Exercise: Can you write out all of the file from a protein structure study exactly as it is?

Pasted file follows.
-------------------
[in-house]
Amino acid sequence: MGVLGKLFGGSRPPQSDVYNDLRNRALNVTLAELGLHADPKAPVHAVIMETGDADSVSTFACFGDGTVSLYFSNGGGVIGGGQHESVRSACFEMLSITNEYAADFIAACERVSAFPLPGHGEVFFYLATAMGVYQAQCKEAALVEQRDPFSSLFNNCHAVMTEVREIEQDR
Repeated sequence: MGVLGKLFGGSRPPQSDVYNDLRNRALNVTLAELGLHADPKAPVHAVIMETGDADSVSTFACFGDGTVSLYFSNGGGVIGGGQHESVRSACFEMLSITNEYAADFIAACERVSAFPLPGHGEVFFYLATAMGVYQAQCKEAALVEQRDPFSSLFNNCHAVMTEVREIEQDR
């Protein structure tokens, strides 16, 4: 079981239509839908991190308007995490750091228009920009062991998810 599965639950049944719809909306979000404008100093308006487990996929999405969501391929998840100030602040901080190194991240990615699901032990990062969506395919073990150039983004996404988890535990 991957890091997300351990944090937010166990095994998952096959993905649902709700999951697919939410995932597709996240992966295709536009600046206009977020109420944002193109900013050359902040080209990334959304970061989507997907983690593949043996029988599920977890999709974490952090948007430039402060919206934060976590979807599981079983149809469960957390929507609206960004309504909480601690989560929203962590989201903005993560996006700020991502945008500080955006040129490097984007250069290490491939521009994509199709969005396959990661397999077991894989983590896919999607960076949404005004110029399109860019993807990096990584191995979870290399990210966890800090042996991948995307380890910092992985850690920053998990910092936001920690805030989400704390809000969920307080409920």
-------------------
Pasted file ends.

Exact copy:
[in-house]
Amino acid sequence: MGVLGKLFGGSRPPQSDVYNDLRNRALNVTLAELGLHADPKAPVHAVIMETGDADSVSTFACFGDGTVSLYFSNGGGVIGGGQHESVRSACFEMLSITNEYAADFIAACERVSAFPLPGHGEVFFYLATAMGVYQAQCKEAALVEQRDPFSSLFNNCHAVMTEVREIEQDR
Repeated sequence: MGVLGKLFGGSRPPQSDVYNDLRNRALNVTLAELGLHADPKAPVHAVIMETGDADSVSTFACFGDGTVSLYFSNGGGVIGGGQHESVRSACFEMLSITNEYAADFIAACERVSAFPLPGHGEVFFYLATAMGVYQAQCKEAALVEQRDPFSSLFNNCHAVMTEVREIEQDR
């Protein structure tokens, strides 16, 4: 079981239509839908991190308007995490750091228009920009062991998810 599965639950049944719809909306979000404008100093308006487990996929999405969501391929998840100030602040901080190194991240990615699901032990990062969506395919073990150039983004996404988890535990 991957890091997300351990944090937010166990095994998952096959993905649902709700999951697919939410995932597709996240992966295709536009600046206009977020109420944002193109900013050359902040080209990334959304970061989507997907983690593949043996029988599920977890999709974490952090948007430039402060919206934060976590979807599981079983149809469960957390929507609206960004309504909480601690989560929203962590989201903005993560996006700020991502945008500080955006040129490097984007250069290490491939521009994509199709969005396959990661397999077991894989983590896919999607960076949404005004110029399109860019993807990096990584191995979870290399990210966890800090042996991948995307380890910092992985850690920053998990910092936001920690805030989400704390809000969920307080409920």